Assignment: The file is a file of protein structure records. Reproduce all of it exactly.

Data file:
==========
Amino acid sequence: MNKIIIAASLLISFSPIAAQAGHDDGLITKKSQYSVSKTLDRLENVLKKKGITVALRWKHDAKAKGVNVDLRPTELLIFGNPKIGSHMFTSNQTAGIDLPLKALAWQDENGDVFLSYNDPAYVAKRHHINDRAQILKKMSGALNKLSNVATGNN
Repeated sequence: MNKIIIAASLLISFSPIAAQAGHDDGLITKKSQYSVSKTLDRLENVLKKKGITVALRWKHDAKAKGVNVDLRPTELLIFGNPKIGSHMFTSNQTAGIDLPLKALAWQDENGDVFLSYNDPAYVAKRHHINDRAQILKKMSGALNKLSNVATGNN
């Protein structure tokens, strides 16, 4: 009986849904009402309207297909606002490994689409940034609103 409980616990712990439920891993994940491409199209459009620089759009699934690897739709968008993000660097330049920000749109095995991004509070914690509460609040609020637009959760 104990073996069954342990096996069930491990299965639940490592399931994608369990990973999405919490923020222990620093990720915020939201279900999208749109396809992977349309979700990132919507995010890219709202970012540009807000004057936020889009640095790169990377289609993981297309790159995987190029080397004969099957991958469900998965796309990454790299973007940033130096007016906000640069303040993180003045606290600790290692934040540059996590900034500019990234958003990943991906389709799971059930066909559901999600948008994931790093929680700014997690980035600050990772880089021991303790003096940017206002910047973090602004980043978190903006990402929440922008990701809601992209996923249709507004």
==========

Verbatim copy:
Amino acid sequence: MNKIIIAASLLISFSPIAAQAGHDDGLITKKSQYSVSKTLDRLENVLKKKGITVALRWKHDAKAKGVNVDLRPTELLIFGNPKIGSHMFTSNQTAGIDLPLKALAWQDENGDVFLSYNDPAYVAKRHHINDRAQILKKMSGALNKLSNVATGNN
Repeated sequence: MNKIIIAASLLISFSPIAAQAGHDDGLITKKSQYSVSKTLDRLENVLKKKGITVALRWKHDAKAKGVNVDLRPTELLIFGNPKIGSHMFTSNQTAGIDLPLKALAWQDENGDVFLSYNDPAYVAKRHHINDRAQILKKMSGALNKLSNVATGNN
């Protein structure tokens, strides 16, 4: 009986849904009402309207297909606002490994689409940034609103 409980616990712990439920891993994940491409199209459009620089759009699934690897739709968008993000660097330049920000749109095995991004509070914690509460609040609020637009959760 104990073996069954342990096996069930491990299965639940490592399931994608369990990973999405919490923020222990620093990720915020939201279900999208749109396809992977349309979700990132919507995010890219709202970012540009807000004057936020889009640095790169990377289609993981297309790159995987190029080397004969099957991958469900998965796309990454790299973007940033130096007016906000640069303040993180003045606290600790290692934040540059996590900034500019990234958003990943991906389709799971059930066909559901999600948008994931790093929680700014997690980035600050990772880089021991303790003096940017206002910047973090602004980043978190903006990402929440922008990701809601992209996923249709507004």